“As residents spoke about their concerns, crews from Riot Fest placed black mesh fabric along a fence installed for the festival, scheduled to start Friday. A large stage could be seen from California Avenue. Most of the southern part of the park, from California to Albany and from Ogden to 19th Street, was fenced off Tuesday morning,” reports the Sun-Times. “We do see this as a form of environmental racism,” neighbor Edith Tovar told the paper, “pointing out Riot Fest is the third large music festival that has resulted in Douglass Park being fenced off for portions of the summer.”
New Executive Director For League of Chicago Theatres
The League of Chicago Theatres board of directors has selected Marissa Lynn Ford as the organization’s new Executive Director. Ford comes from Goodman Theatre, where she was associate managing director. Ford succeeds Deb Clapp who stepped down from her position on June 30, after leading the organization for fourteen years. Clapp will consult with the League through the leadership transition. Ford’s “deep experience in Chicago theatre, her distinguished work at the Goodman for the past eight years and her passion for Chicago theatre made her the top choice from a field of excellent and well-qualified candidates,” the search committee co-chairs (Charlique C. Rolle, League secretary and executive director of Congo Square Theatre and John Collins, managing director of the Goodman Theatre) say in a release. More on the League here.
A Few Words With The Second City’s Ed Wells
The Hollywood Reporter has a sit-down with Wells Street’s new topper, Ed Wells. “There is a lot more that happens here than what just happens on the stages,” Wells tells the trade publication. “So I am really excited to not just scale that entertainment content that we have on the stages, and the educational business, but to start thinking about new outlets for the entertainment we create and the pool of talent that we have. So we will be looking toward expansion into different geographies, as well as into new media opportunities as well.” More here. Chris Jones at the Trib (via MSN): “Wells, who already has moved to Chicago and started his new job, said that he intends to create ‘strategic partnerships in the media marketplace,’ an area in which Second City has had limited success over the years. ‘We’re well-positioned to be looking back into the media space and figuring out a multi-platform approach for scaling this brand,’ Wells said.”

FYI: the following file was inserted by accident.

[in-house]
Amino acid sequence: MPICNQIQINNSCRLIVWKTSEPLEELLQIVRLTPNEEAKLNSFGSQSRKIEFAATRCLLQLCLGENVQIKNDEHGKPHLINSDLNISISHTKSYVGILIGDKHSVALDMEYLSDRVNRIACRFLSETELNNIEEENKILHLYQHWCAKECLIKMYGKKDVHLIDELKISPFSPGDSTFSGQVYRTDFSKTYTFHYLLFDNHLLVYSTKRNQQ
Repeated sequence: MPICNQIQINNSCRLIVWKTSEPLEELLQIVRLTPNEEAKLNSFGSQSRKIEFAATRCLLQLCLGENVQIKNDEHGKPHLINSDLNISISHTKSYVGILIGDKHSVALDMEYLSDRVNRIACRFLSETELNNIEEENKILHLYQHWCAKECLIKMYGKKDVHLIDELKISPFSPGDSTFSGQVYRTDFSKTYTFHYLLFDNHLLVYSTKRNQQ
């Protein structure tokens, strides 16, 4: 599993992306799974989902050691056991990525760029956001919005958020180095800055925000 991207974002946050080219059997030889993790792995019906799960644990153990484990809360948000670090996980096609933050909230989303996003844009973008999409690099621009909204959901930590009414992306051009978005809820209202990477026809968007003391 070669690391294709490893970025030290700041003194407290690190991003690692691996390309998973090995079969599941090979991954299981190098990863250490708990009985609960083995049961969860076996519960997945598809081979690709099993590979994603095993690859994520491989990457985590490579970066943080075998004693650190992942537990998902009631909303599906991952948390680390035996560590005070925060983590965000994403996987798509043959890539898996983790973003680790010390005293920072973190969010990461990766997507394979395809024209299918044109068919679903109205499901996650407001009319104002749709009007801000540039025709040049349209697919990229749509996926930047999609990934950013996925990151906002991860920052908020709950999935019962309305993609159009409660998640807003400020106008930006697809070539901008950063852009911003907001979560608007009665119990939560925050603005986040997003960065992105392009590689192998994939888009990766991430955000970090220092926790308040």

Northern Illinois University Seeks Director Of School Of Theatre And Dance
NIU’s School of Theatre and Dance has listed an opening for director of the School of Theatre and Dance here. “The Director serves as the administrative head of the School with oversight of faculty (including assigning faculty workload), staff, curriculum, accreditation, budget, and strategic direction.”
ARTS & CULTURE & ETC.
Creator Subscription Site Patreon Lays Off Almost Twenty Percent Of Staff
Artist-support tech startup Patreon is laying off seventeen percent of its staff, reports the San Francisco Chronicle. Around eighty of 470 workers “will be laid off across departments, including sales, finance and operations staffers.” CEO Jack Conte messaged employees, “Over the last nine months, we’ve seen the tech industry—and the whole economy—change considerably… Many of you have asked me about layoffs at All Hands meetings as we’ve set out to tighten our focus, and I’ve said that layoffs would be a last resort. Today we are taking that step, and I am deeply sorry to the kind, talented, creator-first people who will be leaving Patreon.”
Checking In With Young Organizers At The 2022 Socialism Conference In Chicago
“It wasn’t hard to tell which of the guests at the 63,000-square-foot Hyatt Regency McCormick Place in Chicago were there for the 2022 Socialism Conference,” reports the Nation. “Giveaways included T-shirts bearing political slogans and labor affiliations (‘Abortion is a Human Right,’ ‘Troublemakers Union,’ ‘Tired Feminist’); elaborate tattoos; moth-like attraction to the makeshift bookstore set up by Haymarket Books, this year’s main sponsor; and anything red. At one session, when the moderator called on ‘the comrade in the red shirt,’ three heads pivoted toward the podium.”
Cable Provider Offering $1 Million In $10,000 Grants To A Hundred Minority-Owned Small Businesses
“One hundred minority-owned small businesses in Cook County can receive $10,000 each through Comcast’s RISE Investment Fund,” reports the Sun-Times. “To qualify, a business must have existed for at least a year, be at least fifty-one-percent owned by a woman or a person of color, and have no more than twenty-five employees… Cook County is among five locations where Comcast’s RISE fund is offering $1 million in grants. The others are Miami, Oakland, Seattle and Washington, D.C.” More about the fund here.
Big Biz Dropping College Degree Requirement
“Major companies like Google, Tesla and IBM have dropped the requirement for college degrees as college enrollment continues to drop,” reports WGN-TV. “Companies are dropping the requirements for many middle-skill and even higher-skill roles.” The trend reverses “degree inflation” “that picked up steam after the Great Recession in which many employers [added] degree requirements to job descriptions that hadn’t previously needed them—even though the actual jobs hadn’t changed.”